I launch into my prepared spiel, explaining that I submitted the main financial aid application papers on November 29, sent in the follow-up request on December 23, and had spoken several times since then with agents who told me to keep waiting, as it was in process. Why then, I ask, have we been sent to collections?

Another short hold later, the agent returns and confirms that yes, all my paperwork has been received on time and that, no, we should not have been sent to collections. What do we do now?, I ask. We continue to wait, I am told. Ok.

On Thursday of this same week I receive an email response that states, simply, “Hello-please call 888-***-**** for an update on your case.”

Assuming I will receive the same information I had gotten earlier this week, I decide to call anyway.

Another series of automations. Another hold. 

“How can I help you today?” I hear. Explaining my reason for calling again, I wait a bit more until the agent returns.

“I see here on your account that you are not responsible for the $,$$$ date of service bill. You do owe $118 for the other dates of service.”

My mouth drops open and I gasp. I ask her to repeat the information, rewording it several times to be sure I am hearing it correctly.

“Is there anything else I can help you with?”

Um…no …thank you…

I call Peter and stammer out the news. We breathe the goodness together for a moment. I tell him I’m afraid to believe it until we get the new bill. He agrees.

Later in the afternoon, it occurs to me that I can test this by just asking to pay the bill now, and my level of excitement builds at the prospect of having it done. Only one other bill pending after this one …

I make the call. “How much would you like to pay today?”

All of it, I think, I say.

That will be $,$$$.

Oh no, I tell her. I spoke with someone earlier today who said we now only owe $118…

A few moments later she replies that no, we still owe the full balance. “I don’t know why you were told that,” she said. “Your plea was denied on  February 3.”

I lose my words at this point, beginning to stammer. But I talked to someone on February 14. I don’t understand…I don’t understand…

She then asks if I would like to speak to a supervisor. Unsure if I can even speak coherently anymore, I agree.

The supervisor is, thankfully, both kind and efficient. “I know it’s been a little while for you,” she says. “Actually, it’s been a very long time. I apologize for that. The reason is that we don’t usually have bills this large” I can’t help but let out a short grunt of agreement. “And yes, it was turned down on February 3. But it was also sent for another review. For a bill this large, it has to go through all the levels…”

When she has finished talking she offers to give me her name, so that I can ask for clarification from her in the future. She says that she hopes it will be approved but that she cannot guarantee anything.

I’m emotional by the time I hang up, expressing my gratitude for her help, and agreeing to continue to wait.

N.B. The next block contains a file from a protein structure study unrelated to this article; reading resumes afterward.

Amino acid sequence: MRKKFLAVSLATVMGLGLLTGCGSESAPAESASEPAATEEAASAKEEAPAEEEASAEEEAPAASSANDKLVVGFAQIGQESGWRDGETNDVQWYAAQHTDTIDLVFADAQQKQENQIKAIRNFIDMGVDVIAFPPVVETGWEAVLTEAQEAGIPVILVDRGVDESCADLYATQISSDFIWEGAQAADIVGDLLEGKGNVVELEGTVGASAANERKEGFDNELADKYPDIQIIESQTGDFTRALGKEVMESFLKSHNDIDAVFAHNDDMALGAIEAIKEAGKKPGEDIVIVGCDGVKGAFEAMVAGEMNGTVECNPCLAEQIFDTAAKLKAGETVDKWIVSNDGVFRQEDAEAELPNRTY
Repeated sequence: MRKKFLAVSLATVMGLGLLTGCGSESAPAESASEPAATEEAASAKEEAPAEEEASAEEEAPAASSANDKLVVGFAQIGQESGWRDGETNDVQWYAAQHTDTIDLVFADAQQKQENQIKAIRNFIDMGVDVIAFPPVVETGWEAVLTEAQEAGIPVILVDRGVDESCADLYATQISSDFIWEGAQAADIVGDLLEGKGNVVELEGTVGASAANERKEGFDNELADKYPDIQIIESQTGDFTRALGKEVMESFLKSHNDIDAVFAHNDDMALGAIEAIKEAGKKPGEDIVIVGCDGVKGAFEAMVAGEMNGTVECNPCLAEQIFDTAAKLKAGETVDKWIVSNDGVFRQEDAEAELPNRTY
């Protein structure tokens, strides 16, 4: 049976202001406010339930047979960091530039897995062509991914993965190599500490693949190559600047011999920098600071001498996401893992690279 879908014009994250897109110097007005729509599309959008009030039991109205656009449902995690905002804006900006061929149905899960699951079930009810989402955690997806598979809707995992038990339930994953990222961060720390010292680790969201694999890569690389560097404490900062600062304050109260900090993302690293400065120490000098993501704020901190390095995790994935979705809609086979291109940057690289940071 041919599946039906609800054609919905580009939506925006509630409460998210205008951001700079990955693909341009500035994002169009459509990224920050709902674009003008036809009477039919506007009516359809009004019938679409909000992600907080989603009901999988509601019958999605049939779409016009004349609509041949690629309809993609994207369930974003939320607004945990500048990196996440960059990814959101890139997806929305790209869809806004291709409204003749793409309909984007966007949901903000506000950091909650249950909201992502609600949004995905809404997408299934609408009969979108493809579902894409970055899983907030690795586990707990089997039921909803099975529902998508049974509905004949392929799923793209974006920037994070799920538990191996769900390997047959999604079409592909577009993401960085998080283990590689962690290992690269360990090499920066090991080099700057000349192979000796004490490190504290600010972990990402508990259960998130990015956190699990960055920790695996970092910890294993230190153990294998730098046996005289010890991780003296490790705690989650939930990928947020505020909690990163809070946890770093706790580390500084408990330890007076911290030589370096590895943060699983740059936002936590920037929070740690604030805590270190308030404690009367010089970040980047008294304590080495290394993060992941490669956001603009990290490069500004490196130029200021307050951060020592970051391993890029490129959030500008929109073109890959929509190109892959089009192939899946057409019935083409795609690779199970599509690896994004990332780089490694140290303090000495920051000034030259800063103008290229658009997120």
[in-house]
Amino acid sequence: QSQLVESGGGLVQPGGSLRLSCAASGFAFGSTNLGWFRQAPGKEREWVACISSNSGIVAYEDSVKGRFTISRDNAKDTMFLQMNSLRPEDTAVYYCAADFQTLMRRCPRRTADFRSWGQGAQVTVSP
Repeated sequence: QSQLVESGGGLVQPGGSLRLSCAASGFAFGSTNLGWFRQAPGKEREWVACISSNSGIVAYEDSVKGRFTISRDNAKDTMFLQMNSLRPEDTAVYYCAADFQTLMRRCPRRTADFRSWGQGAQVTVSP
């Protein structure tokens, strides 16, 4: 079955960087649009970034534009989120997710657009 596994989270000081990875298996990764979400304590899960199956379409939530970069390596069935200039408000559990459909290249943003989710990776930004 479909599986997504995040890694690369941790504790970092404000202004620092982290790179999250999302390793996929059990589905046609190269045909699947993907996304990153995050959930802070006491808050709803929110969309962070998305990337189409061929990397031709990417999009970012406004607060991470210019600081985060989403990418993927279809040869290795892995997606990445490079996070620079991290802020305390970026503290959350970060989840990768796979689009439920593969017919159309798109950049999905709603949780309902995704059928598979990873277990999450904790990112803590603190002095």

We wait …


February 10, 2022

“I feel bad…,” I told Peter, as he was leaving this evening, “…bad for getting mad at him. But I’m still frustrated.” I was on second shift tonight, in a sense, taking over with Bart while Peter went out for a weekly evening running group. I used to do it with him but have been sidelined from running for about a month now, thanks to an odd pain in my hip.

I’d taken Bart out for his afternoon walk when I got home from work today and, trying to get out the door, had gotten annoyed when he insisted on going straight back to Peter each time I tried to get him to come out with me as I stood, holding the leash. Knowing that he loves his walks, and his usually overly eager to bound out the door, I couldn’t figure out why he insisted on plopping next to Peter in the living room.

Later on this evening, once Peter had returned home, we sat together on the couch. Watching Bart, I commented that, “I don’t get it. I don’t get why he insists on following you around like that . . .”

And then, as he does, Peter made one of those observations that pops out of his mouth as if it is the simplest thing ever: an observation that leaves me stunned afterwards with its profundity and the wisdom.

I think it’s a foster thing, Peter began . . . and then he explained that, when we first got Della, she seemed to take about a year to really settling into the fact that she was home here. That she was safe. 

He went on to explain that it seems as though Bart is afraid of being left behind. And since Peter is the one home during the days, letting Bart tag along during homestead chores, Peter is the one Bart has latched onto as his person. And if that person leaves his sight, he panics.

My eyes welled up as I went over to Bart after that. I knelt next to him and stroked his face. “Hey bud—you know what? We’re not going anywhere. And you’re not either. You’re stuck with us. You hear me?”

He looked up at me, lifting his paw and resting it on my forearm. I rubbed his belly and kissed his nose. I think he heard me. I think he forgives me. And I think there’s a little bit of Bart in most of us . . .